During the First World War, No. 2 Construction Battalion (No. 2 CB) served Canada with courage and integrity in a time when the nation did not afford the unit’s members equal rights because of the colour of their skin.
Despite their desire to fight for their country and against oppression, initial attempts to enlist by the Black community at the outbreak of the First World War were mostly rejected, with potential recruits being told that it’s a “White man’s war.”
It would take almost two years of protest and lobbying before the military would grant approval to establish No. 2 CB on July 5, 1916. The formation of the No. 2 CB was a major step towards a promised equality in Canada, as it was the first and only all-Black battalion-sized formation in Canadian military history.
After its establishment, the No. 2 CB had to continue combating racial discrimination and harassment during the war. They were not trusted by their officers to engage in traditional combat, and instead were assigned to build roads, railroad tracks, and bridges—providing valuable and, often, hazardous service for Canada.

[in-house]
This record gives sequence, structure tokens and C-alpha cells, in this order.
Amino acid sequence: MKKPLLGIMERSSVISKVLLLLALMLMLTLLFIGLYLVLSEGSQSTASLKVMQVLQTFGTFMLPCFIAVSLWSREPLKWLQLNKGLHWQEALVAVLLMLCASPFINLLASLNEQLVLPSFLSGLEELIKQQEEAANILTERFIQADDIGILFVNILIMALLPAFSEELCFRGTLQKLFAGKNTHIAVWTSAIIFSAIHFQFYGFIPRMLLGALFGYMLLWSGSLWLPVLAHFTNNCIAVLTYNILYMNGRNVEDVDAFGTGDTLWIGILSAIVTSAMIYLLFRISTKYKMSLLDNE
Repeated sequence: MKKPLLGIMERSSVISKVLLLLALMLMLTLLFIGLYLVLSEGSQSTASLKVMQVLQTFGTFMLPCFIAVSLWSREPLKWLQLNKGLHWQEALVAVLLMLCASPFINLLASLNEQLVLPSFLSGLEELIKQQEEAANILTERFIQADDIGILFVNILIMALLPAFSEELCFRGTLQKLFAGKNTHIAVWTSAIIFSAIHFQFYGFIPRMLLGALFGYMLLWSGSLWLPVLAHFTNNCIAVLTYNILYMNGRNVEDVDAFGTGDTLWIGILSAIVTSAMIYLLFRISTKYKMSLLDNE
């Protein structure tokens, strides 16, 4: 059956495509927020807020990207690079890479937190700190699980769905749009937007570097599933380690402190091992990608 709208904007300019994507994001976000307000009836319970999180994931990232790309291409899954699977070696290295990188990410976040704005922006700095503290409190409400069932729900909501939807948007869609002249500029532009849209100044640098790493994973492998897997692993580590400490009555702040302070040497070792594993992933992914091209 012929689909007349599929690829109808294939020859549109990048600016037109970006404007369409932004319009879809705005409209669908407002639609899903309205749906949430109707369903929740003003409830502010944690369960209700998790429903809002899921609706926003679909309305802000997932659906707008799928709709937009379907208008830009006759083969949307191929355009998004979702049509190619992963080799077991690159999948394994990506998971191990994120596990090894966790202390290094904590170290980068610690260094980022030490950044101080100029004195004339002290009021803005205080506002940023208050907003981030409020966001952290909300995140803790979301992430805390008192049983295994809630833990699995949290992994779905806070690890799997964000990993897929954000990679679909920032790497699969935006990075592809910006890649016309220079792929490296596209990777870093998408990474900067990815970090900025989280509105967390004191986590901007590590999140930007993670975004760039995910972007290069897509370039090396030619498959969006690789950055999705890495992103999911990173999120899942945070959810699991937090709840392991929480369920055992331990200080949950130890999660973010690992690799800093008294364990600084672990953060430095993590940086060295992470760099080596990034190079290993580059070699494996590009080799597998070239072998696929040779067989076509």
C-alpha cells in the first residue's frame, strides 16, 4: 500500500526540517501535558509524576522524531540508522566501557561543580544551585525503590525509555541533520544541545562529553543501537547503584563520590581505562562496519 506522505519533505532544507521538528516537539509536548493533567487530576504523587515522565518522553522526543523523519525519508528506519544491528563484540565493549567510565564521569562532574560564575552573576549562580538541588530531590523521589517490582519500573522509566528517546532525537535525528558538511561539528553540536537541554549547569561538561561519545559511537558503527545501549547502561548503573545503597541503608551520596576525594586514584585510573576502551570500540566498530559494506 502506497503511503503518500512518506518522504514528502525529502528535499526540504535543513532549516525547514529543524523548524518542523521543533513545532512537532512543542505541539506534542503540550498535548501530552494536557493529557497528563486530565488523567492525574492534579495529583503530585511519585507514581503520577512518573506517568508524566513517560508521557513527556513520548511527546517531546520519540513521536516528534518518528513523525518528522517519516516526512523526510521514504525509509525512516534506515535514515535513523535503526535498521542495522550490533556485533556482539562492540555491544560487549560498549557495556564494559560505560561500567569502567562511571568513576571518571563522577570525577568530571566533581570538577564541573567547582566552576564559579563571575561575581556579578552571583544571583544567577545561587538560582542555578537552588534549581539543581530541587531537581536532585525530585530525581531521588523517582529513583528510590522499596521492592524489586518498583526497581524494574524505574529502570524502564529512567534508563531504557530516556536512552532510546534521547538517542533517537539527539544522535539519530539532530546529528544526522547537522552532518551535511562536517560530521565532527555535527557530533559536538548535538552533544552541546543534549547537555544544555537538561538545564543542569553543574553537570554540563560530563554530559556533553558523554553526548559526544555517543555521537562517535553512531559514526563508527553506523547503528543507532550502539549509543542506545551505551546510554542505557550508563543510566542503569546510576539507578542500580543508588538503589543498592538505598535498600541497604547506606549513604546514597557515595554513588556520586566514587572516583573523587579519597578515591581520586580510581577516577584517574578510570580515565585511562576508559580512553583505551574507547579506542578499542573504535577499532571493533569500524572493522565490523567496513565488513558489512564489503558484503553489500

The unit was unceremoniously disbanded on September 15, 1920, without recognition for its members’ service.
On June, 01, 2022, in an effort towards reconciliation, the battalion was awarded the theatre of war honour “France and Flanders, 1917–18”, and the perpetuation of the unit was assigned to the Canadian Military Engineers, with 4 Engineer Support Regiment (4 ESR), located within 5th Canadian Division Support Base Gagetown, having the privilege of publicly recognizing the perpetuation.
4 ESR is proud to carry forth the tradition of selfless courage and service embodied by No. 2 CB. As part of continued efforts to recognize the service and contribution of Black soldiers in the Canadian Armed Forces, 4 ESR will be leading several events in celebration of the No. 2 CB later in February, as part of Black History Month.